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Abstract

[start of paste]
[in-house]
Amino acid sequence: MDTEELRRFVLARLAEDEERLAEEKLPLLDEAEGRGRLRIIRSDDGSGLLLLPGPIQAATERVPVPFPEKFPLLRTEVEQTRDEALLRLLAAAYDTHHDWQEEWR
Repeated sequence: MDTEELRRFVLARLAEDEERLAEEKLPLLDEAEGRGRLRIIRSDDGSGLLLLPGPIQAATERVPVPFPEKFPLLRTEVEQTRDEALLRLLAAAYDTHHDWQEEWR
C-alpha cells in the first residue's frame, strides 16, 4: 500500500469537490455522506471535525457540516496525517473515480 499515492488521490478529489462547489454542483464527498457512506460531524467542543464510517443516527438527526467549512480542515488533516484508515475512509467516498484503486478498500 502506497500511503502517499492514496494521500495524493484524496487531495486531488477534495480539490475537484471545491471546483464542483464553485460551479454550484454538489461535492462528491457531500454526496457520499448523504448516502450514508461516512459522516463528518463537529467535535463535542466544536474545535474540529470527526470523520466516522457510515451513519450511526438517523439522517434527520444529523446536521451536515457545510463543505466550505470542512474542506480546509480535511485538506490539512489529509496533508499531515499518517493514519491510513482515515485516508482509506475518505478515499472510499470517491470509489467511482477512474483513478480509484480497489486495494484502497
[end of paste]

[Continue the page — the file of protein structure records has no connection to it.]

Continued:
The geology of Warwickshire, central England, is diverse but generally poorly exposed. Geological conservation initiatives can be traced back to the mid to late nineteenth century when the Warwickshire Natural History and Archaeological Society amassed locally collected geological specimens and documented local geological sites. The society declined during the late nineteenth century. Following the Second World War, local geological conservation activity was invigorated by national initiatives, leading to establishment of geological Sites of Special Scientific Interest within the county and a site recording programme at the Warwickshire Museum. The Warwickshire Geological Conservation Group was established in 1990. Subsequently, a partnership between that group and the Warwickshire Museum, with support from the Nature Conservancy Council, resulted in establishment of a Regionally Important Geological/geomorphological Sites network. These sites are presently the focus of funded conservation and interpretation projects.

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